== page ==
The growth of cyber crime and why it may take a Manhattan Project-scale response to stop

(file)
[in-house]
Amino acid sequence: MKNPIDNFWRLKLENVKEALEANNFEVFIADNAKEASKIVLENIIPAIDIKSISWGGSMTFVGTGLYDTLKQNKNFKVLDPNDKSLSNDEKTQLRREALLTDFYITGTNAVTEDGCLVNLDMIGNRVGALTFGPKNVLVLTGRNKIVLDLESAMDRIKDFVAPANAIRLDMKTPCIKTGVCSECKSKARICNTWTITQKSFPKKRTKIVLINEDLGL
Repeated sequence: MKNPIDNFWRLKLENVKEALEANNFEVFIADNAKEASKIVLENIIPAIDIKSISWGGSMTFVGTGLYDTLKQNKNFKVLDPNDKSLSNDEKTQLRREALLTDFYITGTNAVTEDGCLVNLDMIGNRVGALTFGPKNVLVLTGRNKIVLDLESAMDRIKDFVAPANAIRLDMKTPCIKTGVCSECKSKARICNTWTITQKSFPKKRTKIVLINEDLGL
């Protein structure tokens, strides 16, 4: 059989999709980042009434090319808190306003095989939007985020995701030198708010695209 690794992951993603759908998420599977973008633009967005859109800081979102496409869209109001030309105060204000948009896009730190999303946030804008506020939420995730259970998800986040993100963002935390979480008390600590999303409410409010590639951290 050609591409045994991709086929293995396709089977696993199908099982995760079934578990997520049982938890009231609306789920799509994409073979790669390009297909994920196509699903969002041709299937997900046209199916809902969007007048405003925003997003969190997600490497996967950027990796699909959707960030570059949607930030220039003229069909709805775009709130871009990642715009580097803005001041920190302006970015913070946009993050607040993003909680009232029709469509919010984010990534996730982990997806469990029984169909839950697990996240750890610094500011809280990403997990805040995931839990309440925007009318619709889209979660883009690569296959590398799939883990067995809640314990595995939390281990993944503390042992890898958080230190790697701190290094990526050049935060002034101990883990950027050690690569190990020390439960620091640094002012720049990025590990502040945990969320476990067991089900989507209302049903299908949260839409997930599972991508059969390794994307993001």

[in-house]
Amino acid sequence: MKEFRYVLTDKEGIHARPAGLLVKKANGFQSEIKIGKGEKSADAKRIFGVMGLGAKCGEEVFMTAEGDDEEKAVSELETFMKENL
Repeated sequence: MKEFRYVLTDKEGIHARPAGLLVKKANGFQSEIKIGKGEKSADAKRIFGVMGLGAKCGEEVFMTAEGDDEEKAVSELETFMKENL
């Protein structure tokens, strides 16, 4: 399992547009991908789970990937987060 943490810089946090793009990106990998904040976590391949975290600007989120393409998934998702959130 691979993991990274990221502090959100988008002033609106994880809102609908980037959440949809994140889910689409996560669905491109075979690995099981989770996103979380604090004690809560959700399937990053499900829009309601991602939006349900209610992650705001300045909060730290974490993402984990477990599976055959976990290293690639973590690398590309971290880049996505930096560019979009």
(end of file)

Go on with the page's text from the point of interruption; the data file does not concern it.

Examples are easy. In December, malicious software allowed bank robbers to take as much as $1 billion from institutions in 30 countries. In November, Sony had that little problem with North Korea. In October, hackers snagged 40 million credit and debit card numbers from Target. A few months before that, computer systems at Canada’s National Research Council suffered a massive hit by a cyberattacker. The question is what we can do to stop the spies and cyber criminals? Marc Goodman, a former beat cop who specializes in technology and law enforcement, attempts an answer in his new book Future Crimes: Everyone is Connected, Everyone is Vulnerable and What We Can Do About It. He spoke to National Post‘s Rachel Greenspan from his home in Southern California. How do you begin to attribute attacks like the recent hack on more than 100 banks around the world to specific groups of people? It’s a problem, both at the criminal level and at the nation-state level. Any decent bad guy will obfuscate their online traffic. So if I’m China and I want to hack the U.S., I’m not going to launch a bunch of bits towards Washington from People’s Liberation Army headquarters in Beijing. […]
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